Voting has started. Polls will be open for 15 hours today. Over 90 percent of eligible voters are registered and most of them are expected to vote. Thousands have already voted by mail. The usual voting age is 18, but anyone over the age of 16 is eligible to vote in the Scottish referendum on independence.
It has been a fun and exciting week in Edinburgh, and even more so due to the referendum. The polls are close enough that the powers that be in London panicked; they dropped everything and buggered off to Scotland to campaign for the "no" vote. It's "saving the union" vs. "controlling our own destiny" depending on your point of view.
We've heard a lot of arguments but most the people we've talked to are "yes" voters. That's partly because "no" voters are less inclined to talk about it. They are in the somewhat uncomfortable position of opposing their own country's independence. The polls, such as they are, have generally shown a narrow "no" lead. Polling is rather primitive by our standards, however, as is the BBC's political reporting. The polls only reach prior voters and those with landline phones so the youth vote is undercounted and the 16 - 17 year olds aren't being polled at all. The polls show a substantial undecided vote but the news reporting just ignores that. Admittedly, this must be a difficult race to poll; there is no precedent for it. No one knows if the undecideds actually are, or if they just don't want to say. They are voting on paper ballots and results are not expected until Friday morning.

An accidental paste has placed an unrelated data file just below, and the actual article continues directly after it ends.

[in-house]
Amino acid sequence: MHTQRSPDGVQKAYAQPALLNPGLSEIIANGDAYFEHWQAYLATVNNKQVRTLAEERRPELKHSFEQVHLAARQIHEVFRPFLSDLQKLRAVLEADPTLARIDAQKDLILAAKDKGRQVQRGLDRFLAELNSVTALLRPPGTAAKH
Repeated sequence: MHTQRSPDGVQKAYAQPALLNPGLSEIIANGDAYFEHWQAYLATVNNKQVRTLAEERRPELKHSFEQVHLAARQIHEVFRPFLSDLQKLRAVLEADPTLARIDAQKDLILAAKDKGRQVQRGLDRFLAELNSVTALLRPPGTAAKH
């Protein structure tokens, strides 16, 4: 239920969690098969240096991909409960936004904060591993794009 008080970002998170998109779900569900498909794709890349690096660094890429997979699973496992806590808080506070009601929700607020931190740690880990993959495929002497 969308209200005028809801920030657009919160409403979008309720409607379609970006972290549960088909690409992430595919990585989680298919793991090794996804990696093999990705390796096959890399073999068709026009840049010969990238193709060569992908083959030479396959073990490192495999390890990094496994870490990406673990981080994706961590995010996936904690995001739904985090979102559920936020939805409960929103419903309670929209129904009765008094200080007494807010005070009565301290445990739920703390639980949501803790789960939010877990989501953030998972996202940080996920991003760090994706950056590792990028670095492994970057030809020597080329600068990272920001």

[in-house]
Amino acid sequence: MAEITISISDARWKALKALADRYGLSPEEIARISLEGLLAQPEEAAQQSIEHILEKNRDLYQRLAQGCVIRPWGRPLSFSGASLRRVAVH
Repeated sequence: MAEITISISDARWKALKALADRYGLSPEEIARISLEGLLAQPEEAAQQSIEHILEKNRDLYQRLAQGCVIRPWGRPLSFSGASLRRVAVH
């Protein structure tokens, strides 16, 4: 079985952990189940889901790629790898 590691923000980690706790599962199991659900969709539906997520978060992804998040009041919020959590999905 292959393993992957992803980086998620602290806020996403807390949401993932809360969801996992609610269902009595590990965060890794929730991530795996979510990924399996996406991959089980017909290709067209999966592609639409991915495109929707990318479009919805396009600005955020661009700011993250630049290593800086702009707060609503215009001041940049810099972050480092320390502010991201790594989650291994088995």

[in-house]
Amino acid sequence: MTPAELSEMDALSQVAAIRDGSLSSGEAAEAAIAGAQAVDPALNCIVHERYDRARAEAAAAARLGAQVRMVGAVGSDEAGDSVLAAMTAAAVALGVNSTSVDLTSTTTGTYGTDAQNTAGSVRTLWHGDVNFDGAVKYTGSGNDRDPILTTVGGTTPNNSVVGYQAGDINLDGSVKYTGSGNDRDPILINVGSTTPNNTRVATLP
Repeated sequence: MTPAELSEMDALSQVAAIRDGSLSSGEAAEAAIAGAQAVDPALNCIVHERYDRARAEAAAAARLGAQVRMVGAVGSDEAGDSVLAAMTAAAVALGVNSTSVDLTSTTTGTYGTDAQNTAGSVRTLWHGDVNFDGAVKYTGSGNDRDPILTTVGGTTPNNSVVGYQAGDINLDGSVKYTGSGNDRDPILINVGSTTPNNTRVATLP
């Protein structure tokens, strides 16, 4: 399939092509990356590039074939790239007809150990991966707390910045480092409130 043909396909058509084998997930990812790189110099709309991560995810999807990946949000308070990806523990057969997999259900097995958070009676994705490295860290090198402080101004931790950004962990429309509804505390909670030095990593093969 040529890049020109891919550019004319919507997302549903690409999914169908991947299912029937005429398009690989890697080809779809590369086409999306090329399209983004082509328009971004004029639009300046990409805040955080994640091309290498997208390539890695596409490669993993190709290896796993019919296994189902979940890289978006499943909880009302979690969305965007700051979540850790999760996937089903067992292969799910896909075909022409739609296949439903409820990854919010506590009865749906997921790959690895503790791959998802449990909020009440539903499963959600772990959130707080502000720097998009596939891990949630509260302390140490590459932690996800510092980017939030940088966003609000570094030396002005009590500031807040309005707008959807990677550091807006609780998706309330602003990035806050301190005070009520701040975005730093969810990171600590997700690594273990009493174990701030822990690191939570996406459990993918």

What's best for the Scots? I don't know, but my heart is with the "yes" camp. Certainly the UK will suffer if they leave. The best argument I've heard is that without the left-leaning MPs that Scotland currently sends to Westminster, the damn Tories are more likely to control Parliament. Here's a selection of political pictures taken since we've been in Scotland including some from a rally last night in front of the Scottish Parliament building.
BlogPress from my iPad